Today at National Review Online, Jillian Kay Melchior revisits two mysterious fires at Al Sharpton’s offices, in 1997 and 2003. In both, important documents were allegedly destroyed. Melchior deserves credit for going back so far, reexamining fire department reports, and actually finding people close to the incidents.
Her very detailed story describes two Complaints filed by the National Legal and Policy Center (NLPC) with the Federal Election Commission that reference the fires, and Sharpton’s general disdain for filings and disclosures required of nonprofit organizations and political campaigns. From the article:
The National Legal and Policy Center (NLPC) filed two complaints with the FEC, helping trigger an investigation into Sharpton’s presidential campaign. The FEC later found that both National Action Network and other entities had illegally paid for travel expenses incurred by Sharpton’s campaign, in part because “Sharpton 2004 kept poor records of its activities and expenditures.”
State taxpayers were stiffed out of at least $87,000 when Rep. Charles Rangel stopped paying for the district office he rents in Harlem’s Adam Clayton Powell Jr. State Office Building, records obtained by The Post show.
His staffers’ excuse? They lost the lease, according to state Office of General Services correspondence.
“I finally heard back from Congressman Rangel’s office and it seems we haven’t gotten the signed lease back because they lost it!” OGS real-estate specialist Sydney Allen wrote in a July 30, 2013, e-mail to a colleague that was obtained by The Post.
Rangel paid $7,253 in monthly rent on the 125th Street office he has rented since 2000, expense reports from 2012 show. But the payments stopped for all of 2013.
And the reaction of the New York state government, which is …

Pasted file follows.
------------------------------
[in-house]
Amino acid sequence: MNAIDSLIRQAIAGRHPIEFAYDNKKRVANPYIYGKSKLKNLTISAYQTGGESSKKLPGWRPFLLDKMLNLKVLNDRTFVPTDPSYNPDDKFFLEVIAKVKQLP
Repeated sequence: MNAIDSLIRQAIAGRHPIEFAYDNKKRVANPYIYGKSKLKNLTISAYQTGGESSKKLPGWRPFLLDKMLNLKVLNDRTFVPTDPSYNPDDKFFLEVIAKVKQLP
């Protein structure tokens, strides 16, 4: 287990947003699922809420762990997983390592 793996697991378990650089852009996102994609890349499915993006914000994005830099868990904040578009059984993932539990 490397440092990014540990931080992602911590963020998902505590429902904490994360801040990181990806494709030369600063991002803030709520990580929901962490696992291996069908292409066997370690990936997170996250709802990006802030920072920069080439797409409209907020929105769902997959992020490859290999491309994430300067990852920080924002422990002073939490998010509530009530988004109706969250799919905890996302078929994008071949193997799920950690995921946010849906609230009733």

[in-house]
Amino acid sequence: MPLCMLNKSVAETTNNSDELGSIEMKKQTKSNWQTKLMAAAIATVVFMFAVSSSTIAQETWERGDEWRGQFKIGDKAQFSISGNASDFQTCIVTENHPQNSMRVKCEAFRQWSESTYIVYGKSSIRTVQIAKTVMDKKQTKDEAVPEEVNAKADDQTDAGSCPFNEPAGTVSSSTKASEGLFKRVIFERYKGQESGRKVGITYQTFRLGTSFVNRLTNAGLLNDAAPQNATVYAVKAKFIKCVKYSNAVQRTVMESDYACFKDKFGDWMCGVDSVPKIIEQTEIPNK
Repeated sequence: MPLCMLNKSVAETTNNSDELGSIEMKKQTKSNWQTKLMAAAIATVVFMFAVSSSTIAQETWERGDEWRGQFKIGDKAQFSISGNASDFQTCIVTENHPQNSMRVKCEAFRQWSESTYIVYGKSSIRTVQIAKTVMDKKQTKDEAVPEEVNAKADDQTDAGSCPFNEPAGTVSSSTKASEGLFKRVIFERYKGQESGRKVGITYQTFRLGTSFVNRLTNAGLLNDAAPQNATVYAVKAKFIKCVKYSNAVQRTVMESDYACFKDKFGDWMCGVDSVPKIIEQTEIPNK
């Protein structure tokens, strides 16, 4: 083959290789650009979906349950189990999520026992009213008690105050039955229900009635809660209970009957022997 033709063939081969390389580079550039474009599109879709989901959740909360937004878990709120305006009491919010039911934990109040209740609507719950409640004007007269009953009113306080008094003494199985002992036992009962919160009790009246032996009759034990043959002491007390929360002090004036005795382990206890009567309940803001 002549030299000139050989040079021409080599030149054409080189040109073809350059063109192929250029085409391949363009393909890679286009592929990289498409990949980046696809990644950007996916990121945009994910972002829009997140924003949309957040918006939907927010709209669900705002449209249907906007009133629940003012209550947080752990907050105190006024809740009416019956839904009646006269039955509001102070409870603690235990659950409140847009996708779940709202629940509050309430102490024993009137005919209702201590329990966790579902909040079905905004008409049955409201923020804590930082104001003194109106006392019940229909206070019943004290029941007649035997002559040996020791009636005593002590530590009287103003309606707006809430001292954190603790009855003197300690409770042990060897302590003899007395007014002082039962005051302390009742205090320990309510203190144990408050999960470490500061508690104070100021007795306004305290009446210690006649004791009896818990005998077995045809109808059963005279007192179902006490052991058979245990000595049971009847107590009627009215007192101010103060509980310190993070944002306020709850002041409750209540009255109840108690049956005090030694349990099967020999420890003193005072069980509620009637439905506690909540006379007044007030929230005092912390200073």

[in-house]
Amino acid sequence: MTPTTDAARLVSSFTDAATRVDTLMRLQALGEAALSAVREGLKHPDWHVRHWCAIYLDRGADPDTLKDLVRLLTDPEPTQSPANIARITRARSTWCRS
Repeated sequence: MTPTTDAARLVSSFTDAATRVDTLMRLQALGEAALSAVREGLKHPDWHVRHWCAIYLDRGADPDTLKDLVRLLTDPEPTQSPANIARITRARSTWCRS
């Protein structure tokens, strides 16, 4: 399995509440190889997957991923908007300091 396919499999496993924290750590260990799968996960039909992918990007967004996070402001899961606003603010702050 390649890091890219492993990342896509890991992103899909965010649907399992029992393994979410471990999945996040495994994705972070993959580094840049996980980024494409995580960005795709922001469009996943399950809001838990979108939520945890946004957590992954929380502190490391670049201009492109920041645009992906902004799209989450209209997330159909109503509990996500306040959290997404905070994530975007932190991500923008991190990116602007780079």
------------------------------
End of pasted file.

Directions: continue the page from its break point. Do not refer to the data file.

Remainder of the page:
The Complaint was based on articles in 2008 by David New York Times reporter David Kocieniewski that detailed how Rangel lived in three adjoining rent-stabilized apartments and used a fourth as a campaign office. This coverage prompted a more far-reaching examination of Rangel’s finances that led NLPC to discover that Rangel failed …
Meeks apparently had not yet received a copy of the Complaint at the time he wrote a column published last week in the Queens (New York) Tribune. In the column, Meeks characterized us as “right wing” and (again) blamed us for his ethics problems. I can’t wait to see his reaction to our new Complaint.
In the Tribune, Meeks omitted mention of his friend Edul Ahmad, from whom he secured an unsecured and unreported $40,000 personal loan, now the subject of an investigation by the House Ethics Committee. In July, Ahmad was taken off a Guyana-bound airliner in handcuffs by the FBI and charged in a $50-million mortgage fraud scheme.
On October 28, NLPC filed a formal Complaint with the Federal Election Commission (FEC) against Rep. Gregory Meeks (D-NY), his campaign, and his “leadership” political action committee called Build America PAC.
The Complaint alleges that Stanford Financial Group made illegal, in-kind contributions to Meeks’ campaign for a 2008 fundraiser in the Virgin Islands. The event was hosted by R. Allen Stanford, who is currently in prison awaiting trial for charges related to his multibillion-dollar Ponzi scheme.
The Complaint also alleges that Meeks appears to have disguised a personal gambling junket to Las Vegas as a leadership PAC fundraiser. In December 2010, Build America PAC paid expenses for an event at the ARIA Resort and Casino, but disclosed no contributions from the event.
The Complaint also asks the FEC to investigate a voided $5,000 check from Build America PAC to the Democratic Congressional Campaign Committee (DCCC). The check was voided on …